Stephen G. Kliegerman
President of Development Marketing
By CANDACE TAYLOR
The occupants of a newly renovated Greek Revival townhouse in the West Village will enjoy something few New York City homeowners have: the benefits of owning a house without giving up the luxury of condominium-style services.
A new company, Aberdeen Townhomes, is buying up historic townhouses in the city and outfitting them with virtual doormen, concierge services, and air-conditioned storage units for grocery deliveries. Because the homes are coming on line during one of the worst nationwide housing slumps since the Great Depression — the first to be completed, at 24 W. 11th St., will hit the market at $17.5 million next week — the sales will be closely watched by real estate professionals.
"This is the only segment of the market that I would be truly comfortable in today — the ultra-luxury townhouse market," the owner of Aberdeen, James Cummings, said. At a time when condominiums on the Upper East Side are selling for as much as $48 million, this segment of the market is the "least affected" by the housing slowdown, he said.
Mr. Cummings has so far acquired five townhouses that he is rehabbing, and he said he has "several more" in the pipeline, declining to elaborate. Townhouses at 41 W. 74th St. and at 33 Charlton St. are scheduled to come on the market later this fall. Working with a combination of private equity and debt financing from Aberdeen's longtime banker, Wachovia, Mr. Cummings said these houses will sell for between $10 million and $20 million.
Behind the restored red-brick façade of the West 11th Street home, a white-oak-paneled entrance hall leads to a glass wall overlooking a patio, while an elevator travels between the 1,000-bottle wine cellar in the basement and the fourth floor. Potential buyers may be more interested in the service entrance beneath the brownstone steps, where the package delivery room is controlled remotely by a virtual doorman, who monitors the building from the Aberdeen management offices. An owner of an Aberdeen home will also have access to a super, who will shovel snow and repair light fixtures, and a concierge service run by Abigail Michaels Concierge. The concierge will book facials, make restaurant reservations, and find Broadway show tickets. These services are free for the first year, and afterward will cost a fee that is yet to be determined.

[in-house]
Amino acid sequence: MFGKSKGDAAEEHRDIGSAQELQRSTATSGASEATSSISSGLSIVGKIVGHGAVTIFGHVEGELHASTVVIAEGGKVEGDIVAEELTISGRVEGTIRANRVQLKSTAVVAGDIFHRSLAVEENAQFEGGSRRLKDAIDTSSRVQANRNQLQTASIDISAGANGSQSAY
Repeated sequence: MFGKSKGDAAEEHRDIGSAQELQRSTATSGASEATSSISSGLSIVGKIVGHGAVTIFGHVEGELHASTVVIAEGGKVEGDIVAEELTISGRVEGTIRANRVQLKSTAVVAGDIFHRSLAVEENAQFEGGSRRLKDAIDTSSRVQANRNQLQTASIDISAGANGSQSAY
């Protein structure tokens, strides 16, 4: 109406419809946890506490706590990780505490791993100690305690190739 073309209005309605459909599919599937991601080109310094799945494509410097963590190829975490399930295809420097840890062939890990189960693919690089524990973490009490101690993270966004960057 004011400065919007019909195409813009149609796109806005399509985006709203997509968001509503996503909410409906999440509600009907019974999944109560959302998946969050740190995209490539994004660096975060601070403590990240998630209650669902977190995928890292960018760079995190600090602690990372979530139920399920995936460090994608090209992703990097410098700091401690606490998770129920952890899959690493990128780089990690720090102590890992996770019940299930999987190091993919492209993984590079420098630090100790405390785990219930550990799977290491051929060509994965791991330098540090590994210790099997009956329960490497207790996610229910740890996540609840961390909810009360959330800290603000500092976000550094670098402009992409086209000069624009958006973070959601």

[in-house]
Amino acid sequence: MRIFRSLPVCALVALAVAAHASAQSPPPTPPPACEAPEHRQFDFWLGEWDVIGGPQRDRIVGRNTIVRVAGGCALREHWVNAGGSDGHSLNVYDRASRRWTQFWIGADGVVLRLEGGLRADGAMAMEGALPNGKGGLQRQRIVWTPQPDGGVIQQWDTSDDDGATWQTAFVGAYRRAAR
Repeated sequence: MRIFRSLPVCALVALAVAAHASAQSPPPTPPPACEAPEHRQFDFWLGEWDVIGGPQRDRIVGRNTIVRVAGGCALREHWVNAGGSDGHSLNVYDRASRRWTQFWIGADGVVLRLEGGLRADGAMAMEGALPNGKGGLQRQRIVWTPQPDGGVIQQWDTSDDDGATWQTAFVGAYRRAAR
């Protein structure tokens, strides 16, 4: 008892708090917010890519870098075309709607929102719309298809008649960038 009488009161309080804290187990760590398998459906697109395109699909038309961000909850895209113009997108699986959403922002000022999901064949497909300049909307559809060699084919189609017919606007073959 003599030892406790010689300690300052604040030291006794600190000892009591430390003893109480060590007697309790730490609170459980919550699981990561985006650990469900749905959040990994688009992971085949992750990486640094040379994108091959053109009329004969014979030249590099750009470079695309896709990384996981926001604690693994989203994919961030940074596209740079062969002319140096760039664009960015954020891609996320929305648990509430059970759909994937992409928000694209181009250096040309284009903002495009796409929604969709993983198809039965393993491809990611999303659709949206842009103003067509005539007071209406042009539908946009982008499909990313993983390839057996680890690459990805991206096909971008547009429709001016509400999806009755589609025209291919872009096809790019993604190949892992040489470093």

A broker at Prudential Douglas Elliman who is overseeing the Aberdeen sales, Leonard Steinberg, said making condominium-like amenities available in a brownstone are "a New York first."
The lack of a doorman is one of the most common complaints from brownstone buyers, according to the founder of Vandenberg Inc., Dexter Guerrieri, a specialist in townhouses. "Every buyer asks, 'What do I do about packages?'" he said.
That's a weakness Mr. Cummings, a partner in Manhattan builder Solomon Equities before launching Greenwich, Conn.-based Aberdeen Properties 15 years ago, aimed to address when he envisioned the new venture in spring 2006. "No one was renovating old brownstones as a business," he said. "This was an underserved niche in the market."
Mr. Cummings does acknowledge the risk of his venture. "In a challenging market, you can't be cocky," he said. Still, "we're not selling to a financially sensitive marketplace. Our customers aren't people who need Fannie Mae mortgages."
A real estate lawyer that represents lenders, Marc Shapiro, said projects that appeal to high-end buyers are more attractive candidates for loans. "What lender would not be interested in a real estate opportunity that falls outside of the weaknesses in today's market?" Mr. Shapiro, who is a partner in the Real Estate Group at the law firm Orrick, Herrington & Sutcliffe, said.
For now, at least, there appears to be a deep market of very high-end buyers for Manhattan real estate. The recently completed, Robert A.M. Stern-designed 15 Central Park West racked up some $2 billion in sales, while 823 Park Ave., where sales have averaged about $3,469 a foot, has sold all of its units.
Still, very wealthy buyers also are known to be picky about location and quality, and aren't swayed by gimmicks. The butler-equipped $40 million penthouse at One Madison Park on 23rd Street, for example, has sat on the market for a year. Meanwhile, three high-end apartments at 11 Spring St., including a $17.95 million triplex penthouse with a private elevator, have failed to sell since going on the market in July 2007.
To appeal to buyers in the $10 million-plus market, "it has to be the best of the best," the developer of 823 Park Ave., Elliott Joseph, a principal at Property Markets Group, said.
Many involved in the market are hopeful that the combination of condominium services with the benefit of owning a home will make the Aberdeen townhouses a success.
"There are definitely buyers out there" for the project, the executive director of development marketing at Halstead Property, Stephen Kliegerman, said.
Thursday, September 11, 2008
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